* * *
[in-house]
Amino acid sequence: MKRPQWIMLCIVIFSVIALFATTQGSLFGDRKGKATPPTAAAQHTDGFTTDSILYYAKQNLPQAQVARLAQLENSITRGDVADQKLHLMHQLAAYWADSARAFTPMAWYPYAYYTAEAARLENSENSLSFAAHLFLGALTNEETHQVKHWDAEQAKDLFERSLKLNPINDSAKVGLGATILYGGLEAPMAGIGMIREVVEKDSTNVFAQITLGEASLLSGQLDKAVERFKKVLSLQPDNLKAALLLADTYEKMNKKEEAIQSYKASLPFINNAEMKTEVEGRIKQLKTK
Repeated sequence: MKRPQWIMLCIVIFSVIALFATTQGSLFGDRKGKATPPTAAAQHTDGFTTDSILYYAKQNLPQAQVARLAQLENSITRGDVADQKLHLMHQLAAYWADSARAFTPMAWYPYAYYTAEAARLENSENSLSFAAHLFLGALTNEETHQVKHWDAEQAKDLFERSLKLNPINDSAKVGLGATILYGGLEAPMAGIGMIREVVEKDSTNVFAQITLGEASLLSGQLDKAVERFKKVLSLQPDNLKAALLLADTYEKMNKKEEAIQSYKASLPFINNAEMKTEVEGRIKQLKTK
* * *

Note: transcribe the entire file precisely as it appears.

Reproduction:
[in-house]
Amino acid sequence: MKRPQWIMLCIVIFSVIALFATTQGSLFGDRKGKATPPTAAAQHTDGFTTDSILYYAKQNLPQAQVARLAQLENSITRGDVADQKLHLMHQLAAYWADSARAFTPMAWYPYAYYTAEAARLENSENSLSFAAHLFLGALTNEETHQVKHWDAEQAKDLFERSLKLNPINDSAKVGLGATILYGGLEAPMAGIGMIREVVEKDSTNVFAQITLGEASLLSGQLDKAVERFKKVLSLQPDNLKAALLLADTYEKMNKKEEAIQSYKASLPFINNAEMKTEVEGRIKQLKTK
Repeated sequence: MKRPQWIMLCIVIFSVIALFATTQGSLFGDRKGKATPPTAAAQHTDGFTTDSILYYAKQNLPQAQVARLAQLENSITRGDVADQKLHLMHQLAAYWADSARAFTPMAWYPYAYYTAEAARLENSENSLSFAAHLFLGALTNEETHQVKHWDAEQAKDLFERSLKLNPINDSAKVGLGATILYGGLEAPMAGIGMIREVVEKDSTNVFAQITLGEASLLSGQLDKAVERFKKVLSLQPDNLKAALLLADTYEKMNKKEEAIQSYKASLPFINNAEMKTEVEGRIKQLKTK